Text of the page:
Premises liability refers to a property owner’s responsibility for any hazard on his or her land that causes injury to someone. In Georgia, premises liability is based on the owner’s “superior knowledge” of the hazard. That is, if the owner knew about a dangerous condition in advance and the injured person did not, the victim may sue for damages.
Forest Cove Apartments, LLC v. Wilson
Likewise, if the victim had “equal knowledge” of the hazard, Georgia courts will dismiss any premises liability claim. Here is a recent example. This case involves a contractor hired to repair several apartment units in an Atlanta public housing complex. Throughout 2011, the contractor and her crew repaired the joist supports under the subfloors of 26 apartments.
About a month after completing those repairs, the apartment manager asked the contractor to return and look at another unit where there was a reported mold problem. The contractor inspected the apartment, which she said “reeked of mold” and noted a seven-to-eight inch hole in the bathtub. Based on this assessment, the manager asked the contractor to inspect the subfloor underneath the bathroom floor. She did so the next day and discovered “horrendous” damage beyond the scope of what she initially expected.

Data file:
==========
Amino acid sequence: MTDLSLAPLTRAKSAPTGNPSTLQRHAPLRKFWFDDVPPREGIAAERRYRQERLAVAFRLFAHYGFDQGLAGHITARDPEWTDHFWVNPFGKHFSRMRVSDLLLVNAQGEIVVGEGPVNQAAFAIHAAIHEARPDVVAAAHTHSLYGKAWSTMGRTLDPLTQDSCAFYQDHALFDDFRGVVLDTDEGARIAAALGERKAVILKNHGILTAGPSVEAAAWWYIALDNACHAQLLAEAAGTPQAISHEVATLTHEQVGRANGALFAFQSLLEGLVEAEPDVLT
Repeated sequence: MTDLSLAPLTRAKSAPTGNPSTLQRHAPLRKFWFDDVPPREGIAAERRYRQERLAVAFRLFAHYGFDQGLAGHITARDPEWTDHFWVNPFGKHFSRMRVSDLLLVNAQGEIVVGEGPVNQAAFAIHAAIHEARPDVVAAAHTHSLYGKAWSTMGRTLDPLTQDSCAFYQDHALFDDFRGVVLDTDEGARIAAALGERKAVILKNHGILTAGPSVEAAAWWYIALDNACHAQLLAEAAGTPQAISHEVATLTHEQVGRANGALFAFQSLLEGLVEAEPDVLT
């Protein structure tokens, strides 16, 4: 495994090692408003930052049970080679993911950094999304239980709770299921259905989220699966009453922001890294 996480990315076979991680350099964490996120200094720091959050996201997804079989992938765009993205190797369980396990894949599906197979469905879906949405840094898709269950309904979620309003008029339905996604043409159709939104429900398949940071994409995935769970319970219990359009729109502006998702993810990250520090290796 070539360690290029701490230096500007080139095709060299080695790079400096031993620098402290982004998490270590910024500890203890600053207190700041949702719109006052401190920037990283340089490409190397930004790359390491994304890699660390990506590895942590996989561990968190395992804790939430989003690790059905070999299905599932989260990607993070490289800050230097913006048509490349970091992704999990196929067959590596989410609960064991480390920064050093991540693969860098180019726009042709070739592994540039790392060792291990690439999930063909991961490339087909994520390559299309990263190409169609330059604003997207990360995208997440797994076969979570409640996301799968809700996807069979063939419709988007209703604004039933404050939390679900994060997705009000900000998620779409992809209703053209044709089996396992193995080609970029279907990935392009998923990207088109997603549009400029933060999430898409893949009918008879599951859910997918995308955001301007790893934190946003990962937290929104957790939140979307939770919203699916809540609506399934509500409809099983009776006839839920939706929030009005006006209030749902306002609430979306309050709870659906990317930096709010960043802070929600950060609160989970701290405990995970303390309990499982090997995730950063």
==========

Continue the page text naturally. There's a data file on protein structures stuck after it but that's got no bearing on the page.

While working in the damaged bathroom, the joist the contractor was standing on gave way, and she “fell into the downstairs kitchen onto an open hot oven, sustaining multiple injuries.” She subsequently filed a premises liability lawsuit against the owner and the manager of the apartment complex. Before the trial court, the defendants argued the contractor had “equal knowledge” of the defective floor joist and therefore they could not be held responsible. The judge rejected the defendants’ motion for summary judgment, but a three-judge panel of the Georgia Court of Appeals reversed, holding the contractor could not recover any damages.
The Court of Appeals agreed with the defendants the contractor “was aware of the hazardous condition of the floor joists before her fall,” as she had previously repaired the exact same defects in 26 other units in the defendants’ complex. She also personally inspected the unit where the accident occurred. Indeed, the court noted the contractor was speaking on the phone with the apartment just before the accident, informing him about the multiple problems with the unit. “Given this combined uncontroverted evidence,” the court said, “it is clear that [the contractor] had at least equal knowledge of the hazardous condition of the floor joists before she fell from the upstairs bathroom.”
The Court also added while an employer must generally keep his premises safe for employees, “an independent contractor is expected to determine for himself whether his place of employment is safe or unsafe, and ordinarily may not recover against the owner for injuries sustained in the performance of the contract.” Given the contractor here was responsible for removing damaged subfloors as part of their repair work, she alone was responsible for ensuring the safety of the work site.